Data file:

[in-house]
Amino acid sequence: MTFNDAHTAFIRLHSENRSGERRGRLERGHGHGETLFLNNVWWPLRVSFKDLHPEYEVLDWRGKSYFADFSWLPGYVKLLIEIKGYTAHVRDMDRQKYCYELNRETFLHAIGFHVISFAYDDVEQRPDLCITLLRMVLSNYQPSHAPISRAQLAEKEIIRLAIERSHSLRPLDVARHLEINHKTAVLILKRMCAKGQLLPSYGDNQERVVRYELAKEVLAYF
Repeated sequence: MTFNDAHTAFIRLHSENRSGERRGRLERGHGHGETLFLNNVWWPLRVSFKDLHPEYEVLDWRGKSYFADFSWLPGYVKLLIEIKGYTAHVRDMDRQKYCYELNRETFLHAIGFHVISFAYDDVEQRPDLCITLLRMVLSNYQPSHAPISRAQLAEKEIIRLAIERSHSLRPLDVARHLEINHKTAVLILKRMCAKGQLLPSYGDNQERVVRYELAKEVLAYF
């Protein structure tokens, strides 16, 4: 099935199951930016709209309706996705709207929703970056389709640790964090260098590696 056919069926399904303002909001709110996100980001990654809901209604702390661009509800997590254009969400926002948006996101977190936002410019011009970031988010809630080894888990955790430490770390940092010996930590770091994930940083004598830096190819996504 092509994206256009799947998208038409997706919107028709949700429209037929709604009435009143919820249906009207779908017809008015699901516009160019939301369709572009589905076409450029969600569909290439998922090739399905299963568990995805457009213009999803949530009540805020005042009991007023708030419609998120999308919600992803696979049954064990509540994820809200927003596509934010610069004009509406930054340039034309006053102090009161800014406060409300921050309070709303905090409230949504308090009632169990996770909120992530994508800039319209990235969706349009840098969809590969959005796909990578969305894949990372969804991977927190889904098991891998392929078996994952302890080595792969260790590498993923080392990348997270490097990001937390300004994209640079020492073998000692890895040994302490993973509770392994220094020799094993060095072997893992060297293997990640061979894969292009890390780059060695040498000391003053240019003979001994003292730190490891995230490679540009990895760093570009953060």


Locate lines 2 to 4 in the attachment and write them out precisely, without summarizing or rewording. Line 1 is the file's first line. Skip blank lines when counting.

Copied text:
Amino acid sequence: MTFNDAHTAFIRLHSENRSGERRGRLERGHGHGETLFLNNVWWPLRVSFKDLHPEYEVLDWRGKSYFADFSWLPGYVKLLIEIKGYTAHVRDMDRQKYCYELNRETFLHAIGFHVISFAYDDVEQRPDLCITLLRMVLSNYQPSHAPISRAQLAEKEIIRLAIERSHSLRPLDVARHLEINHKTAVLILKRMCAKGQLLPSYGDNQERVVRYELAKEVLAYF
Repeated sequence: MTFNDAHTAFIRLHSENRSGERRGRLERGHGHGETLFLNNVWWPLRVSFKDLHPEYEVLDWRGKSYFADFSWLPGYVKLLIEIKGYTAHVRDMDRQKYCYELNRETFLHAIGFHVISFAYDDVEQRPDLCITLLRMVLSNYQPSHAPISRAQLAEKEIIRLAIERSHSLRPLDVARHLEINHKTAVLILKRMCAKGQLLPSYGDNQERVVRYELAKEVLAYF
């Protein structure tokens, strides 16, 4: 099935199951930016709209309706996705709207929703970056389709640790964090260098590696 056919069926399904303002909001709110996100980001990654809901209604702390661009509800997590254009969400926002948006996101977190936002410019011009970031988010809630080894888990955790430490770390940092010996930590770091994930940083004598830096190819996504 092509994206256009799947998208038409997706919107028709949700429209037929709604009435009143919820249906009207779908017809008015699901516009160019939301369709572009589905076409450029969600569909290439998922090739399905299963568990995805457009213009999803949530009540805020005042009991007023708030419609998120999308919600992803696979049954064990509540994820809200927003596509934010610069004009509406930054340039034309006053102090009161800014406060409300921050309070709303905090409230949504308090009632169990996770909120992530994508800039319209990235969706349009840098969809590969959005796909990578969305894949990372969804991977927190889904098991891998392929078996994952302890080595792969260790590498993923080392990348997270490097990001937390300004994209640079020492073998000692890895040994302490993973509770392994220094020799094993060095072997893992060297293997990640061979894969292009890390780059060695040498000391003053240019003979001994003292730190490891995230490679540009990895760093570009953060």